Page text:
Mikhail Gorbachev flew to Moscow. So did the GKChP delegation. When Vladimir Kryuchkov, Dmitriy Yazov, and Alexander Tizyakov arrived in Moscow in the early hours of August 22 they were arrested at the airport. In the morning of August 22 Gennady Yanayev was arrested in his office. Boris Pugo together with his wife committed suicide on August 23. On the same day Valentin Pavlov and Vasily Starodubtsev were arrested. Oleg Baklanov, Valeriy Boldin, Oleg Shenin were arrested on August 24 [48]. Mikhail Sergeyevich Gorbachev (Russian: ), surname more accurately romanized as Gorbachyov; (born 2 March 1931) is a Russian politician. ... Vladimir Alexandrovich Kryuchkov (Владимир Александрович Крючков in Russian) was born in Volgograd in 1924. ... Dmitry Timofeyevich Yazov (Язов, Дмитрий Тимофеевич in Russian) (born 1924), Russian military figure, Marshal of the Soviet Union (1990). ... Gennady Ivanovich Yanayev (Янаев, Геннадий Иванович in Russian) (born August 26, 1937), Russian politician and statesman. ... Boris Karlovich Pugo (Russian: Бори́с Ка́рлович Пу́го) (February 19, 1937 _ August 22, 1991, in Moscow, also spelled Boriss Pugo) was a Latvian (Russian_born) Communist political figure. ... Valentin Sergeyevich Pavlov (September 26, 1937 - March 30, 2003) was the Prime Minister of the Soviet Union from January to August 1991. ... Oleg Semyonovich Shenin is a Russian presidential candidate for the Presidential election of 2008 and the leader of the reconstituted Union of Communist Parties - Communist Party of the Soviet Union. ...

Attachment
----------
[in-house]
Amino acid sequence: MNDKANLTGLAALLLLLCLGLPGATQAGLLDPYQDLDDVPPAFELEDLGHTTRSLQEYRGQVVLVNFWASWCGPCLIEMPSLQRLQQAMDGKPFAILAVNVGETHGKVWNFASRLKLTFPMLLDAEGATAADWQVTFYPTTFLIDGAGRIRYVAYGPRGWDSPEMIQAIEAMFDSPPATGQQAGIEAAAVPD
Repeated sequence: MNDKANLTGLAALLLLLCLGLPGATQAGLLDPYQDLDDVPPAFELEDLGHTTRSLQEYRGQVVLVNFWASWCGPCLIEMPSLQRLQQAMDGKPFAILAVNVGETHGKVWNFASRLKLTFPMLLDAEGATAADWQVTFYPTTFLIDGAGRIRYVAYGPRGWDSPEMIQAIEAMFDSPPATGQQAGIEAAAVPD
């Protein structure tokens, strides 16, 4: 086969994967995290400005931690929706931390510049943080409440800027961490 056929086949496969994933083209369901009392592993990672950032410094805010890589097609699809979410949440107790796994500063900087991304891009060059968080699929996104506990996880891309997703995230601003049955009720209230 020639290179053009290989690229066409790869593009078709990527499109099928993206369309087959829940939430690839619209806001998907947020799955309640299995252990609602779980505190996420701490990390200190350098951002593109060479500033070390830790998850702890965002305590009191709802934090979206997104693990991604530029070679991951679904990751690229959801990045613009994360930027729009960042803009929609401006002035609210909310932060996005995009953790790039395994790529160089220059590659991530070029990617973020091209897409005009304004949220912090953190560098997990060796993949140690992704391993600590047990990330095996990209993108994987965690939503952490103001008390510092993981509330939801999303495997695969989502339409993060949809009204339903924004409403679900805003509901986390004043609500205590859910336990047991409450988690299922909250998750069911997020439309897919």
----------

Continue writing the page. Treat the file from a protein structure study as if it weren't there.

Since a number of heads of the regional executive committees supported GKChP, on August 21 Supreme Soviet of the Russian SFSR by its Decision No.1626-1 authorized Russian President Boris Yeltsin to appoint heads of regional administrations, though the Russian constitution effective at that moment did not provide such a right to the President [49]. Ispolkom (исполком) is an Russian language abbreviation for Ispolnitelny komitet (исполнительный комитет), which may be translated as executive committee. In the Soviet Union an ispolkom was a local organ of executive and regulatory power, an office of the local soviet. ... The Supreme Soviet of the USSR (Russian: , Verkhovny Sovet SSSR) was the highest legislative body in the Soviet Union in the interim of the sessions of the Congress of Soviets, and the only one with the power to pass constitutional amendments. ... Boris Nikolayevich Yeltsin (Russian: ) (February 1, 1931 – April 23, 2007[1]) was the first president of the Russian Federation, serving from 1991 to 1999. ...